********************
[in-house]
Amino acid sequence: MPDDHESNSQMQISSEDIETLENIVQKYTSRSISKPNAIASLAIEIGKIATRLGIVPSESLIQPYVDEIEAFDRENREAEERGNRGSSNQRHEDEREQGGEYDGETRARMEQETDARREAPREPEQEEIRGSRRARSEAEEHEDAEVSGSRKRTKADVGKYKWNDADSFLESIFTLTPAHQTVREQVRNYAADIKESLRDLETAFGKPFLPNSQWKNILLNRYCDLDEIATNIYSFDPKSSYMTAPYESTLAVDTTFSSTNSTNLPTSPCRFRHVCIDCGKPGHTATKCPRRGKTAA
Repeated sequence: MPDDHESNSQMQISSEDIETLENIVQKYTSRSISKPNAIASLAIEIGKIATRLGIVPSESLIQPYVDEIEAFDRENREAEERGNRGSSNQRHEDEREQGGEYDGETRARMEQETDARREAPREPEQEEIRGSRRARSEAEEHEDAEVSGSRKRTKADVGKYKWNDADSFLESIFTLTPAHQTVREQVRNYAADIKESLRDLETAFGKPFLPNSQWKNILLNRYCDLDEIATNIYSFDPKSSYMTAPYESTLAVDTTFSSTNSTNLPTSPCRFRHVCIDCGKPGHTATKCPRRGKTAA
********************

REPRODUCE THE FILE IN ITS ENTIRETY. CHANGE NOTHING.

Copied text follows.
[in-house]
Amino acid sequence: MPDDHESNSQMQISSEDIETLENIVQKYTSRSISKPNAIASLAIEIGKIATRLGIVPSESLIQPYVDEIEAFDRENREAEERGNRGSSNQRHEDEREQGGEYDGETRARMEQETDARREAPREPEQEEIRGSRRARSEAEEHEDAEVSGSRKRTKADVGKYKWNDADSFLESIFTLTPAHQTVREQVRNYAADIKESLRDLETAFGKPFLPNSQWKNILLNRYCDLDEIATNIYSFDPKSSYMTAPYESTLAVDTTFSSTNSTNLPTSPCRFRHVCIDCGKPGHTATKCPRRGKTAA
Repeated sequence: MPDDHESNSQMQISSEDIETLENIVQKYTSRSISKPNAIASLAIEIGKIATRLGIVPSESLIQPYVDEIEAFDRENREAEERGNRGSSNQRHEDEREQGGEYDGETRARMEQETDARREAPREPEQEEIRGSRRARSEAEEHEDAEVSGSRKRTKADVGKYKWNDADSFLESIFTLTPAHQTVREQVRNYAADIKESLRDLETAFGKPFLPNSQWKNILLNRYCDLDEIATNIYSFDPKSSYMTAPYESTLAVDTTFSSTNSTNLPTSPCRFRHVCIDCGKPGHTATKCPRRGKTAA